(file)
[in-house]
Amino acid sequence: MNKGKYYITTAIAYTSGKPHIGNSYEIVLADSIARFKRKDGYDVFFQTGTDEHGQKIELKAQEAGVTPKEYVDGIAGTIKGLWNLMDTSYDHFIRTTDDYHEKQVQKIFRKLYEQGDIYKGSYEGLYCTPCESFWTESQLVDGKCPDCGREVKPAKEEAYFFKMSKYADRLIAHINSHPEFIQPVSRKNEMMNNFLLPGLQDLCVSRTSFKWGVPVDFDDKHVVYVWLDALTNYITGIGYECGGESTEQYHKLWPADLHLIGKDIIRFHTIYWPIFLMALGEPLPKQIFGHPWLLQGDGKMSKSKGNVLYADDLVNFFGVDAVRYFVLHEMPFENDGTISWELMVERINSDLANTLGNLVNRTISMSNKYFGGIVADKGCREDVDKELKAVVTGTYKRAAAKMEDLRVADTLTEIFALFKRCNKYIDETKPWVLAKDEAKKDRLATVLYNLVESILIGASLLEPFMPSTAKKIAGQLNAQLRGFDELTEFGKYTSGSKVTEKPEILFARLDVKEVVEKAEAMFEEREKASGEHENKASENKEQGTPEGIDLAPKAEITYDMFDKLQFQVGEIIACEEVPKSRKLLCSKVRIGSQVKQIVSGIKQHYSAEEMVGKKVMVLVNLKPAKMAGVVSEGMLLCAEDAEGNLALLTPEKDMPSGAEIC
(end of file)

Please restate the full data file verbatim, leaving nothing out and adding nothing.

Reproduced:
[in-house]
Amino acid sequence: MNKGKYYITTAIAYTSGKPHIGNSYEIVLADSIARFKRKDGYDVFFQTGTDEHGQKIELKAQEAGVTPKEYVDGIAGTIKGLWNLMDTSYDHFIRTTDDYHEKQVQKIFRKLYEQGDIYKGSYEGLYCTPCESFWTESQLVDGKCPDCGREVKPAKEEAYFFKMSKYADRLIAHINSHPEFIQPVSRKNEMMNNFLLPGLQDLCVSRTSFKWGVPVDFDDKHVVYVWLDALTNYITGIGYECGGESTEQYHKLWPADLHLIGKDIIRFHTIYWPIFLMALGEPLPKQIFGHPWLLQGDGKMSKSKGNVLYADDLVNFFGVDAVRYFVLHEMPFENDGTISWELMVERINSDLANTLGNLVNRTISMSNKYFGGIVADKGCREDVDKELKAVVTGTYKRAAAKMEDLRVADTLTEIFALFKRCNKYIDETKPWVLAKDEAKKDRLATVLYNLVESILIGASLLEPFMPSTAKKIAGQLNAQLRGFDELTEFGKYTSGSKVTEKPEILFARLDVKEVVEKAEAMFEEREKASGEHENKASENKEQGTPEGIDLAPKAEITYDMFDKLQFQVGEIIACEEVPKSRKLLCSKVRIGSQVKQIVSGIKQHYSAEEMVGKKVMVLVNLKPAKMAGVVSEGMLLCAEDAEGNLALLTPEKDMPSGAEIC